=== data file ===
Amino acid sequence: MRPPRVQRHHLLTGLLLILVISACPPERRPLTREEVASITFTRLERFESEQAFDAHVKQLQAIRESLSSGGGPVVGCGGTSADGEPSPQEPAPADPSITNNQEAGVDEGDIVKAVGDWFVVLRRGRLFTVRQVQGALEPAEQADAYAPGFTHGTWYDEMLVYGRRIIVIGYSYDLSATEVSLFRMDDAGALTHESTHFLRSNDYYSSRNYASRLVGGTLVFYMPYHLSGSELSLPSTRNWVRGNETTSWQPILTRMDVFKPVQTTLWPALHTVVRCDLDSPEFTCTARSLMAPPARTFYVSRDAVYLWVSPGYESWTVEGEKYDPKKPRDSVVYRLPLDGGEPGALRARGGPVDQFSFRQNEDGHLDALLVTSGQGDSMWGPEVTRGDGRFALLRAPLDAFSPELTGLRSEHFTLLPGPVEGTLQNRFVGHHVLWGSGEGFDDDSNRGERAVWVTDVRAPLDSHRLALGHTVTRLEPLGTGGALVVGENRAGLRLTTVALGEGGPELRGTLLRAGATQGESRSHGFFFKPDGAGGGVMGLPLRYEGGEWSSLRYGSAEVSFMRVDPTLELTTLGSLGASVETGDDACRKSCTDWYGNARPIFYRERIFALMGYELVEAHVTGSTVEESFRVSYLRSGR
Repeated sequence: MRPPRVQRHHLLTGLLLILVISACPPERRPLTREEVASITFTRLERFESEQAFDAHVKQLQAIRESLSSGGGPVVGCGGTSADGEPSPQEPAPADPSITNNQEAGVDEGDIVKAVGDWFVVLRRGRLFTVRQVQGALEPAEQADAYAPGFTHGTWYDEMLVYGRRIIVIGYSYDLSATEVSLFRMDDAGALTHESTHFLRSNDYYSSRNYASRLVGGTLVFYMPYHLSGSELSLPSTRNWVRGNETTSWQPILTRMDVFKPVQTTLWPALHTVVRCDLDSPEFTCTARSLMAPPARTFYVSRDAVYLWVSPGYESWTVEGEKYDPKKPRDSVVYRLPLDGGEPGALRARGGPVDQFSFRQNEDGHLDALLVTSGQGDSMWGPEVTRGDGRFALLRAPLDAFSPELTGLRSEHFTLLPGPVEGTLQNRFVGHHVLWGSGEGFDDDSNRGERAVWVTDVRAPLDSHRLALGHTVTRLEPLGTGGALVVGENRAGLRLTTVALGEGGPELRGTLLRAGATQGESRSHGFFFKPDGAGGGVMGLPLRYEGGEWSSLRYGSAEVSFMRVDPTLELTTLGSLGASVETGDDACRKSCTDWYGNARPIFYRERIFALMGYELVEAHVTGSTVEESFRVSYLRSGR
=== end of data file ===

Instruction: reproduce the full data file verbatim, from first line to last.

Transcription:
Amino acid sequence: MRPPRVQRHHLLTGLLLILVISACPPERRPLTREEVASITFTRLERFESEQAFDAHVKQLQAIRESLSSGGGPVVGCGGTSADGEPSPQEPAPADPSITNNQEAGVDEGDIVKAVGDWFVVLRRGRLFTVRQVQGALEPAEQADAYAPGFTHGTWYDEMLVYGRRIIVIGYSYDLSATEVSLFRMDDAGALTHESTHFLRSNDYYSSRNYASRLVGGTLVFYMPYHLSGSELSLPSTRNWVRGNETTSWQPILTRMDVFKPVQTTLWPALHTVVRCDLDSPEFTCTARSLMAPPARTFYVSRDAVYLWVSPGYESWTVEGEKYDPKKPRDSVVYRLPLDGGEPGALRARGGPVDQFSFRQNEDGHLDALLVTSGQGDSMWGPEVTRGDGRFALLRAPLDAFSPELTGLRSEHFTLLPGPVEGTLQNRFVGHHVLWGSGEGFDDDSNRGERAVWVTDVRAPLDSHRLALGHTVTRLEPLGTGGALVVGENRAGLRLTTVALGEGGPELRGTLLRAGATQGESRSHGFFFKPDGAGGGVMGLPLRYEGGEWSSLRYGSAEVSFMRVDPTLELTTLGSLGASVETGDDACRKSCTDWYGNARPIFYRERIFALMGYELVEAHVTGSTVEESFRVSYLRSGR
Repeated sequence: MRPPRVQRHHLLTGLLLILVISACPPERRPLTREEVASITFTRLERFESEQAFDAHVKQLQAIRESLSSGGGPVVGCGGTSADGEPSPQEPAPADPSITNNQEAGVDEGDIVKAVGDWFVVLRRGRLFTVRQVQGALEPAEQADAYAPGFTHGTWYDEMLVYGRRIIVIGYSYDLSATEVSLFRMDDAGALTHESTHFLRSNDYYSSRNYASRLVGGTLVFYMPYHLSGSELSLPSTRNWVRGNETTSWQPILTRMDVFKPVQTTLWPALHTVVRCDLDSPEFTCTARSLMAPPARTFYVSRDAVYLWVSPGYESWTVEGEKYDPKKPRDSVVYRLPLDGGEPGALRARGGPVDQFSFRQNEDGHLDALLVTSGQGDSMWGPEVTRGDGRFALLRAPLDAFSPELTGLRSEHFTLLPGPVEGTLQNRFVGHHVLWGSGEGFDDDSNRGERAVWVTDVRAPLDSHRLALGHTVTRLEPLGTGGALVVGENRAGLRLTTVALGEGGPELRGTLLRAGATQGESRSHGFFFKPDGAGGGVMGLPLRYEGGEWSSLRYGSAEVSFMRVDPTLELTTLGSLGASVETGDDACRKSCTDWYGNARPIFYRERIFALMGYELVEAHVTGSTVEESFRVSYLRSGR